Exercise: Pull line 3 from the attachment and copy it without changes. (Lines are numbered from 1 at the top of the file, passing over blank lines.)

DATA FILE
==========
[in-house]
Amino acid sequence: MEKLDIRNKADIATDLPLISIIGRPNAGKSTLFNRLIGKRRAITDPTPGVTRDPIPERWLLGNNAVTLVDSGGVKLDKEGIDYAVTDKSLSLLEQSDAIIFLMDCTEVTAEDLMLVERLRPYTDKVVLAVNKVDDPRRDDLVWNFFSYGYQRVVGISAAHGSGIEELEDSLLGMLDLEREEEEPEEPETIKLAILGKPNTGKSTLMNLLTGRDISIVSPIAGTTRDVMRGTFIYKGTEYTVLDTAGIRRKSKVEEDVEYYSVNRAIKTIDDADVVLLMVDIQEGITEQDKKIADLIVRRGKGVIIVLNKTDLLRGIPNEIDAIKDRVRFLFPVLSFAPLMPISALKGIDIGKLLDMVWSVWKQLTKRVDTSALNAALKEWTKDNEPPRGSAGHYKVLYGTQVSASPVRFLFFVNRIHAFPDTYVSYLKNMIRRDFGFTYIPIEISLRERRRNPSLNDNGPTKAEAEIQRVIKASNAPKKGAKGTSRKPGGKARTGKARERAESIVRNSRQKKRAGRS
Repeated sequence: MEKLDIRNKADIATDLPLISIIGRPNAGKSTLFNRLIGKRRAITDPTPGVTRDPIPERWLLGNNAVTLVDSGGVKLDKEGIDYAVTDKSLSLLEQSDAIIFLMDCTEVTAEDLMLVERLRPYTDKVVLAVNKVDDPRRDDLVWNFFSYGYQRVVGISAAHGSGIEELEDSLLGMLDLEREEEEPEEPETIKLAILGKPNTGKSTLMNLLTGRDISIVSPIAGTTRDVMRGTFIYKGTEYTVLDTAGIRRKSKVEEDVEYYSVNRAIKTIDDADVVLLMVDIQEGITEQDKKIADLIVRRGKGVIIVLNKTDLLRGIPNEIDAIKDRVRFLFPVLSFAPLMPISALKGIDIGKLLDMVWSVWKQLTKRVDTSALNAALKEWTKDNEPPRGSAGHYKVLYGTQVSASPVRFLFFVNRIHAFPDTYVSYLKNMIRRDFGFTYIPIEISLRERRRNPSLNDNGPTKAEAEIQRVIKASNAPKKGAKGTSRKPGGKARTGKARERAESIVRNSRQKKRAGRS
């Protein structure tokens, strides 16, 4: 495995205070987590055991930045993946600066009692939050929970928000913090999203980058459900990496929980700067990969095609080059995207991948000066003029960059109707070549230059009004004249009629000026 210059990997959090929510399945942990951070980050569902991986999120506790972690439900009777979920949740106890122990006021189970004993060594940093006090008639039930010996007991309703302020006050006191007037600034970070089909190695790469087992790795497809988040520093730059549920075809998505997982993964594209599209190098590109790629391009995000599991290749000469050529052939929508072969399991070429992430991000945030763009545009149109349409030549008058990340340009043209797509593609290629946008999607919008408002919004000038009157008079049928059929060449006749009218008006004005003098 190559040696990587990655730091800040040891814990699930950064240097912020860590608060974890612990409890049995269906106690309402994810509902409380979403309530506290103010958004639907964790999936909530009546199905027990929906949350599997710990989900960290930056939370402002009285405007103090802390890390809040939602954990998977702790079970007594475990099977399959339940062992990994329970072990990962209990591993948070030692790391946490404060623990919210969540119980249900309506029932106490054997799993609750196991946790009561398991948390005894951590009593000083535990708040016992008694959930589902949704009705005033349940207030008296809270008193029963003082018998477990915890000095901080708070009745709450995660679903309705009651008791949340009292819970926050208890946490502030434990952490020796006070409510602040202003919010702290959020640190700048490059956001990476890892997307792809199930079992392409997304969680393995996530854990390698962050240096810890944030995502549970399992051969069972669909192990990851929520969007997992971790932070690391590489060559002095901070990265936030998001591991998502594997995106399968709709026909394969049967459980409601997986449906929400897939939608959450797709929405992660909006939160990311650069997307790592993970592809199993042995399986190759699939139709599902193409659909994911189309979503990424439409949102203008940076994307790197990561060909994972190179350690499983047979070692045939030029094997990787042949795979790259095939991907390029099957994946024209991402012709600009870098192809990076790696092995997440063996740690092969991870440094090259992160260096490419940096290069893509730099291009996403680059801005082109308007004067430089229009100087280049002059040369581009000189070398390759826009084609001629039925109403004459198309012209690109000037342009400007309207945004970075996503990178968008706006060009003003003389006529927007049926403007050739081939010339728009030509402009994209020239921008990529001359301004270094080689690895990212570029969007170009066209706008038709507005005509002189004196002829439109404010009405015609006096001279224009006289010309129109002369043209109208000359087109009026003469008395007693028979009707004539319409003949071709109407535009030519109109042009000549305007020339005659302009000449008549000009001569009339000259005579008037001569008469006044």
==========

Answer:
Repeated sequence: MEKLDIRNKADIATDLPLISIIGRPNAGKSTLFNRLIGKRRAITDPTPGVTRDPIPERWLLGNNAVTLVDSGGVKLDKEGIDYAVTDKSLSLLEQSDAIIFLMDCTEVTAEDLMLVERLRPYTDKVVLAVNKVDDPRRDDLVWNFFSYGYQRVVGISAAHGSGIEELEDSLLGMLDLEREEEEPEEPETIKLAILGKPNTGKSTLMNLLTGRDISIVSPIAGTTRDVMRGTFIYKGTEYTVLDTAGIRRKSKVEEDVEYYSVNRAIKTIDDADVVLLMVDIQEGITEQDKKIADLIVRRGKGVIIVLNKTDLLRGIPNEIDAIKDRVRFLFPVLSFAPLMPISALKGIDIGKLLDMVWSVWKQLTKRVDTSALNAALKEWTKDNEPPRGSAGHYKVLYGTQVSASPVRFLFFVNRIHAFPDTYVSYLKNMIRRDFGFTYIPIEISLRERRRNPSLNDNGPTKAEAEIQRVIKASNAPKKGAKGTSRKPGGKARTGKARERAESIVRNSRQKKRAGRS